Coronavirus Antibodies Can Persist for Months

SARS-CoV-2 virus inflection IgG antibodies persisted for up to 4 months
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(Coronavirus Today)

‘More than 8 million people in the United States have now tested positive for COVID-19. For those who’ve recovered, many wonders if fending off SARS-CoV-2—the coronavirus that causes COVID-19—one time means their immune systems will protect them from reinfection,’ said Dr. Francis S. Collins’s weekly blog, which is excerpted in this article below.

‘And, if so, how long will this “acquired immunity” last?

The early data brought hope that acquired immunity was possible. But some subsequent studies have suggested that immune protection might be short-lived.

Though more research is needed, the results of two recent studies, published in the journal Science Immunology, support the early data and provide greater insight into the nature of the human immune response to this coronavirus.

The new findings show that people who survive a COVID-19 infection continue to produce protective antibodies against key parts of the virus for up to (4) months after developing their first symptoms. 

In contrast, some other antibody types decline more quickly. 

The findings offer hope that people infected with the virus will have some lasting antibody protection against re-infection, though for how long still remains to be determined.

In one of the two studies, researchers led by Richelle Charles, Massachusetts General Hospital, sought a more detailed understanding of antibody responses following infection with SARS-CoV-2. 

To get a closer look, they enrolled 343 patients, most of whom had severe COVID-19 requiring hospitalization. They examined their antibody responses for up to 122 days after symptoms developed and compared them to antibodies in more than 1,500 blood samples collected before the pandemic began.

The researchers characterized the development of (3) types of antibodies in the blood samples. 

The first type was immunoglobulin G (IgG), which has the potential to confer sustained immunity. 

The second type was immunoglobulin A (IgA), which protects against infection on the body’s mucosal surfaces, such as those found in the respiratory and gastrointestinal tracts, and are found in high levels in tears, mucus, and other bodily secretions. 

The third type is immunoglobulin M (IgM), which the body produces first when fighting an infection.

They found that all (3) types were present by about 12-days after infection.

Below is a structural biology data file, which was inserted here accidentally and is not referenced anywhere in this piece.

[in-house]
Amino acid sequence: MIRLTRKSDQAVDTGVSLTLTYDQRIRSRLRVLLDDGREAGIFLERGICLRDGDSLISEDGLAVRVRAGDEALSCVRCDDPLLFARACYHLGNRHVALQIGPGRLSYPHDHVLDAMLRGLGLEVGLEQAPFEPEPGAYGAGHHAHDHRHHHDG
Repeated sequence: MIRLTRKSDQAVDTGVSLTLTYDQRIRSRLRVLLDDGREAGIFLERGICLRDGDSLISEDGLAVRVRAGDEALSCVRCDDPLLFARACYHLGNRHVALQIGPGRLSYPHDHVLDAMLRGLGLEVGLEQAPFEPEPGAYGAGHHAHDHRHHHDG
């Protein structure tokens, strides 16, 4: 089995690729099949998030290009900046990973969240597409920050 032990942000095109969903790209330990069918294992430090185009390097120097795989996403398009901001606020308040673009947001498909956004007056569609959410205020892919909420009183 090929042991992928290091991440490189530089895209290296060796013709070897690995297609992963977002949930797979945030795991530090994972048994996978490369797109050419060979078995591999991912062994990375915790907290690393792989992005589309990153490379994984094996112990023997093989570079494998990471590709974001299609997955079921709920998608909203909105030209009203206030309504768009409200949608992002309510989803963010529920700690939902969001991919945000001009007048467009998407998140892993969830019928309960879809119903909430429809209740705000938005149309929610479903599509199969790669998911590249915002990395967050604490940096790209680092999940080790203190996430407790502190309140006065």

The good news is that the longer-lasting IgG antibodies persisted in these same patients for up to 4-months, which is as long as the researchers were able to look. 

Levels of those IgG antibodies also served as an indicator for the presence of protective antibodies capable of neutralizing SARS-CoV-2 in the lab. Even better, that ability didn’t decline in the 75-days after the onset of symptoms. 

While a longer-term study is needed, the findings lend support to the evidence that protective antibody responses against the novel virus do persist.

Unlike tests for the virus itself, antibody tests provide a means to detect infections that occurred sometime in the past, including those that may have been asymptomatic.

Still, there are rare reports of individuals who survived a bout with COVID-19 and were infected with a different SARS-CoV-2 strain a few weeks later. The infrequency of such reports, however, suggests that acquired immunity after SARS-CoV-2 infection is generally protective.

There remain many open questions, and answering them will require conducting larger studies with a greater diversity of COVID-19 survivors. So, I’m pleased to note that the NIH’s National Cancer Institute (NCI) recently launched the NCI Serological Sciences Network for COVID19 (SeroNet), now the nation’s largest coordinated effort to characterize the immune response to COVID-19.

With help from this network and ongoing research around the world, a clearer picture will emerge of acquired immunity that will help to control future outbreaks of COVID-19, concluded Francis S. Collins, M.D., Ph.D., the 16th Director of the National Institutes of Health (NIH). In this role at the NIH, Dr. Collins oversees the work of the largest supporter of biomedical research in the world, spanning the spectrum from basic to clinical research.

CoronavirusToday publishes research-based pandemic news.